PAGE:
Devoted to the Propagation and Defense of New Testament Christianity
January 11, 1968

Mass Psychology In The Church

Robert C. Welch

The churches of Christ are undergoing an evolutionary process in mass psychology. It ought not so to be. A system of mass and self hypnosis is developing as a means of motivating people in worship and in evangelistic meetings in particular. This does not concern the use of this means of mental control in health and private practice. The gospel is the power of God unto salvation. If men are not moved to do the will of God by instruction, admonition and exhortation from the word of God it is not genuine conversion and motivation, and the preacher has gone beyond scriptural authorization in attempting some other means of inducing obedience.

Recent reports have come of a preacher engaged in a meeting where the audience was encouraged to repeat in unison catch words and phrases in the course of his speech. This is not to be confused with the use of dignified responsive readings which many religious peoples have practiced as a counterpart of congregational singing. Instead, this was a raucous shouting of the words, with each one seeking to get louder than the other, producing the effect of working the crowd into a frenzy, or emotional binge. For example, he took the great commission and upon his speaking the word go, all the audience would shout back, "GO"! and so it went through the entire commission. When preaching on the relationship of the law to the gospel, when he would state the fact that in Christ the law was abolished, the crowd would shout, "ABOLISHED"! That is stirring them up emotionally and producing hypnotic effects rather than rational, reasonable response to the gospel.

How much of this is being done this writer does not know. But he knew several years ago that it was coming; for the children were being taught such unruly, boisterous, irrational action in the special classes which they had before the adults as a prelude to the regular worship and lessons. They were encouraged to clap their hands, "stomp" their feet, and "holler" in their class response. This was called "action songs," and other such names. they labored under the completely false impression that children do not enjoy singing the sweet songs of Israel which the adults use, but that they must use some little silly tune with equally silly or meaningless words. That generation of children has grown up in age but not in emotion. They are now wanting to use the same methods in the regular worship and evangelistic "campaigns." It is no wonder that we are now hearing of many Christians taking up the doctrines and antics of the "holiness" cults.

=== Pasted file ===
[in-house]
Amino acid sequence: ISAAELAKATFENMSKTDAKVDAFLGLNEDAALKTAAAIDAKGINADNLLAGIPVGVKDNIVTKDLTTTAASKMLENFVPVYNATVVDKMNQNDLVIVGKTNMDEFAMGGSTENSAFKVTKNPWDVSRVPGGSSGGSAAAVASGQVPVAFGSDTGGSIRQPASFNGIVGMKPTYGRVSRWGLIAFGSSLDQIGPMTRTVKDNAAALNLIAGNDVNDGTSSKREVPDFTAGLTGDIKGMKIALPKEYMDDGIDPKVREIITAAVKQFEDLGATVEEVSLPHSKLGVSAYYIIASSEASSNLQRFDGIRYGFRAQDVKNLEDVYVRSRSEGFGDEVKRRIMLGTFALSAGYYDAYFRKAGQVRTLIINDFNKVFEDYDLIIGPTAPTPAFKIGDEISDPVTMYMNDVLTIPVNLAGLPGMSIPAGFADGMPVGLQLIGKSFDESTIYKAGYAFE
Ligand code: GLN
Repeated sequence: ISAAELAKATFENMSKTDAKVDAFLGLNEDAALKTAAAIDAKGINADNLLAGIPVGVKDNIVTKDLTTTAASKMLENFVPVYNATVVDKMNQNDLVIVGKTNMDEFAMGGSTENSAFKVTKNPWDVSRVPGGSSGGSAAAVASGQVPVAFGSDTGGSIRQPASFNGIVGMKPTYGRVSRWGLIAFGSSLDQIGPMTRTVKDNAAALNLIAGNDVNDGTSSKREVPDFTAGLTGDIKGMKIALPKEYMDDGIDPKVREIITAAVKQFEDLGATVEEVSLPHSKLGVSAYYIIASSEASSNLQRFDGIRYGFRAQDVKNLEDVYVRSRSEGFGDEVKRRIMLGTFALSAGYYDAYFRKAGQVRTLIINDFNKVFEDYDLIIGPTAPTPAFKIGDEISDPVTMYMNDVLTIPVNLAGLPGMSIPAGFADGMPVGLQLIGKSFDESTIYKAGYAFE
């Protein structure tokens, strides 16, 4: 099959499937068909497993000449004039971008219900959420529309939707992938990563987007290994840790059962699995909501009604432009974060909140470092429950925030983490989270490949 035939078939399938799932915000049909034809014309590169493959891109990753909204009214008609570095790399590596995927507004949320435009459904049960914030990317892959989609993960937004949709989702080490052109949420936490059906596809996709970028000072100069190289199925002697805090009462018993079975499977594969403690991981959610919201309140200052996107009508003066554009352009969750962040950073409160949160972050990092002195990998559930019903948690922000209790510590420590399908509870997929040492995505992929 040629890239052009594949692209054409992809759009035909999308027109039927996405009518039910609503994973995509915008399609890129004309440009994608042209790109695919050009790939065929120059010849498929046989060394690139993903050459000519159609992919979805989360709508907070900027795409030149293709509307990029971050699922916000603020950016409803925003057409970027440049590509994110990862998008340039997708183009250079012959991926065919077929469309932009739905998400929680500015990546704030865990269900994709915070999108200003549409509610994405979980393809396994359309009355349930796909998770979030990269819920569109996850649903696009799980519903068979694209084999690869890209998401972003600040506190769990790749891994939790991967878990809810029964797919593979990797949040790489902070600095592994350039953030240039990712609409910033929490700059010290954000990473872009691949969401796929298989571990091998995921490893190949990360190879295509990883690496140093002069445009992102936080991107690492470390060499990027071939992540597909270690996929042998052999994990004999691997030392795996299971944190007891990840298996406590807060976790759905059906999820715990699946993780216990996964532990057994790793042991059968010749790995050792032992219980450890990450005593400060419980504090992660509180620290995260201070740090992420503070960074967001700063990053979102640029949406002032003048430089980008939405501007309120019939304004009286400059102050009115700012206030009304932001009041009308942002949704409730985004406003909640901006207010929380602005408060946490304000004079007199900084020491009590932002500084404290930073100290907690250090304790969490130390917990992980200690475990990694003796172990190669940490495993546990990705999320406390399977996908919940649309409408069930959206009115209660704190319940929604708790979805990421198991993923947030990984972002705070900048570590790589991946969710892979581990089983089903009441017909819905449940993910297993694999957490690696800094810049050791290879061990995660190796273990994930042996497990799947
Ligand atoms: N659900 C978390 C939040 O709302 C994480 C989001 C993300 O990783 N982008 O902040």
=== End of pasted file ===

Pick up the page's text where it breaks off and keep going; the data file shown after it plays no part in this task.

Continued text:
In the past many of the denominations used audience response to work up revival enthusiasm. Often at its highest pitch it became mass hysteria, with all the shouting, swooning, agonizing praying and crying which brought results from some of the most hardened. Such is the power of mass psychology and hypnosis. They did not hold out, of course, because when the hypnotic state passed they had no idea what had come over them. About all of this has disappeared from the denominations except with the "holiness" cults. But the practice is growing among brethren who once denounced it for what it was. Apparently it is done merely because of the desire to count numbers of responses.

The gospel has not lost its power, brethren. Too many of us are losing their trust in it as the power of God unto salvation. As they learn the ways of men, too many of us are trusting in those ways instead of placing our trust in the Lord and his way. We need to be working for real conversions instead of working for the superficial gaining of great numbers. You think that this generation of educated preachers of the gospel have learned to use the psychology they studied in school. Those old time denominational revivalists knew it and practiced mass psychology long before it got into the school curriculum for the preacher. Go back, pick up your Bible, and go forth preaching it.